It is both a goal and part of the path to success. IT organizations are dealing with system sprawl across a variety of business functions. By consolidating numerous homegrown systems, desktop databases, and spreadsheets into a centralized enterprise EMIS, significant IT costs can be saved. It is no wonder IT consolidation is currently an important driver in the marketplace.
At the same time, IT consolidation can help clients cut costs, reduce risk, increase knowledge retention, and turn data into information by centralizing similar data, reducing the difficulty of reporting and facilitating predictive analytics. IT consolidation is critical to understanding the benefits of any system implementation, but especially an EMIS implementation.
In your experience, how can Enablon’s system help clients increase business value?
I have worked on many Enablon implementation projects, so I have seen this firsthand. Enablon is an enterprise EMIS that can help reduce the number of systems required to support the EHS&S business function.
Because of its market share, Enablon has instantiated business practices from many industries in many of its applications and clients are able to leverage those practices while also benefiting from the configurability of the Enablon product.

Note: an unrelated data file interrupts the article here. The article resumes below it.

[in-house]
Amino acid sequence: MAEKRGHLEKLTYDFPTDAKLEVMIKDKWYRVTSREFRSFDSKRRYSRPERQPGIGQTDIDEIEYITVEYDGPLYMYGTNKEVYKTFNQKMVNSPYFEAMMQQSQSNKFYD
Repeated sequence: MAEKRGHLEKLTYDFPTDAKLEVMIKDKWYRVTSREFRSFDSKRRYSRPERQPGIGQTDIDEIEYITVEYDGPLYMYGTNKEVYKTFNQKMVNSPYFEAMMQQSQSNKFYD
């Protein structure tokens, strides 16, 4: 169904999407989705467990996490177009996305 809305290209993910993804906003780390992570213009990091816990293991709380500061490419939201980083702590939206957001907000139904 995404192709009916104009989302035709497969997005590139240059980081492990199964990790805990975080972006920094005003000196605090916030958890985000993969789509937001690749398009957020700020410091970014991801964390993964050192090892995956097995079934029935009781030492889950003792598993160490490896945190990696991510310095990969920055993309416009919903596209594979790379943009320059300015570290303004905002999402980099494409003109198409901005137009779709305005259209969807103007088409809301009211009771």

Finally, Enablon’s dashboarding, reporting and analytics approaches allow for easy access to the information being collected by the system.
Can you describe how this plays out on an actual project?
Sure. We’re currently working with a large hospitality client whose implementation has been successful. The client is a senior executive in the Risk Management function and has done a great job. With a relatively small team on the client side and a modest budget, we’ve been able to help it deploy a large swath of Enablon functionality through the three teams — Enablon, the client and EY — working cohesively. The client has a clear focus on business value and has used that to align how work gets driven internally.
In terms of enhancing business value, you touched on an important intangible success factor: people. What are the people and process-related drivers for success in EHS&S system deployment?
That’s a huge question, and getting to the answer is the reason why people often hire us. However, let me try to answer that by highlighting four areas we focus on: